Winston is talking on his two-way radio, letting the MVO know that he has six passengers on board. A large truck hurtles past, kicking up clouds of dust. It is laden with what Montserratians call ‘black gold’, tonnes of crushed rock that has spewed from the volcano and is now shipped to other islands to be sold as a valuable building material. Suddenly, through dense undergrowth, we spot a twisted, falling building. My heart pounds as I recognize the faded shop sign – ‘Economy Bakery’ where I would buy my bread.
Winston turns his vehicle to the left and parks on a piece of rough ground. What we’re facing could be a scene from Bladerunner. No grass, no trees, no recognizable streets, just a mangle of half buried buildings. Winston points out the tiny remains of the police station. “Dat was my office”, he says wistfully. Johnny Mecca’s Fashions, Angelo’s, the Court House. All gone, devoured by the volcano. No point asking Winston where the Evergreen Tree used to be; a meeting place for people to gossip, play dominoes, sell their arts and crafts or, simply, lime. And then, in the middle of this carnage, I spot a tiled wall, untouched, and glass jalousie windows, still intact, and a wall fan turning in the breeze.
An iguana ignores us as he pads by.
Back into to the people carrier and further into the buried capital. This time we can see the full extent of the devastation wreaked by a series of pyroclastic flows. I spot the former three gabled Government House and the roof of the medical school that brought much needed income to the island. We all take photographs with the volcano as a backdrop. I understand now why people get hooked on volcano chasing. After all, albeit deadly, they are the very essence of life on earth. David Lea and his wife Clover, sixties hippies to the core, had moved from Key West in Florida to Montserrat in 1980. What began as a volcano charting hobby became a life’s work for David and his book ‘Through my Lens’ and his intrepid videos are testament to his courage and tenacity.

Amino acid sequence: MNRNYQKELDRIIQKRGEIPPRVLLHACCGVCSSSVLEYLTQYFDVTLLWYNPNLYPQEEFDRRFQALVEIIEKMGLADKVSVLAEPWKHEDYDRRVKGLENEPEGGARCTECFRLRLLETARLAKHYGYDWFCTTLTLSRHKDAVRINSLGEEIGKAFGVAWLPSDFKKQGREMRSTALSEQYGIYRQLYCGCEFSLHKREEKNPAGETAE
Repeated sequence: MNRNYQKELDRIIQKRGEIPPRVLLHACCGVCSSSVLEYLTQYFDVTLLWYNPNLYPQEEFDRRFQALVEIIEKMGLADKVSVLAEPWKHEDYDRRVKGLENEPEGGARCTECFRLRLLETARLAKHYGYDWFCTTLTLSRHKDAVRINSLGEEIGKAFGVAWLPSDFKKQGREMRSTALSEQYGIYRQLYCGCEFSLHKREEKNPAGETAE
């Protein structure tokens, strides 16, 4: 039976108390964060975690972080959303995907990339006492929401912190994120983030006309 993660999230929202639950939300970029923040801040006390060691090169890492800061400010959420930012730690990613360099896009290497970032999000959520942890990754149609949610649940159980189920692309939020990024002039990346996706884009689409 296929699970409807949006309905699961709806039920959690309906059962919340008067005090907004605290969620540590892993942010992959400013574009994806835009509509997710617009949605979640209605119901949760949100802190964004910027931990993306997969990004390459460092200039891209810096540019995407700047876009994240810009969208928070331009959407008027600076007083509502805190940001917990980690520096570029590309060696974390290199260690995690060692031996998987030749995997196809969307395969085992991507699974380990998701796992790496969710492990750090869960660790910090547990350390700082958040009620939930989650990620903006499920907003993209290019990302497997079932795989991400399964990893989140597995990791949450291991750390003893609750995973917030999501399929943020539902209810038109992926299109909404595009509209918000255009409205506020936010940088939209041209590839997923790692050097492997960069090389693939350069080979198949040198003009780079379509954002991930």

Of course, myths about the volcano abound. My favourite concerns a gnarled little old man, who everyone knew as ‘Neverme’ who used to sweep the veranda in front of the Post Office and earn a few cents carrying people’s bags to their cars. Just like the cats, dogs, goats and chickens who could care less about evacuation orders, so it was with ‘Neverme’. He’d rather take his risks with the volcano than endure the disruption and stress of the shelters.
The story goes that for several nights in early November, 1998 he began hearing strange noises coming from Barclays Bank. Quite naturally, he assumed there must be ‘jumbies’ (ghosts) about, so sensibly tried to alert the authorities. But no-one took any notice of ‘Neverme’. That is until news of an audacious raid on Barclay’s Bank broke. Apparently a group had blasted their way through to the bank’s safe and helped themselves to about $US300,000. Most of the culprits were caught, some leading with the imaginative defense that, because the dollar bills hadn’t been officially issued, the gang, in effect, were only guilty of a very minor charge of stealing paper. That, needless to say, didn’t go down well with the judge.
As for ‘Neverme’, once Plymouth was evacuated, I never saw him again.
We clamber back into the people carrier, our heads full of volcanic adjectives; awesome, majestic, overwhelming ,being just a few. I feel chastened and a little sad. I know we’ve all moved on and Brades is becoming the new capital in the North, but Plymouth was once home to 5,000 people. Ironically that city was built on a previous pyroclastic flow so, who knows, in a few hundred years, people might be doing the same thing all over again.
I’m just that glad someone has rescued the court house clock and taken it to the safety of Montserrat’s National Trust.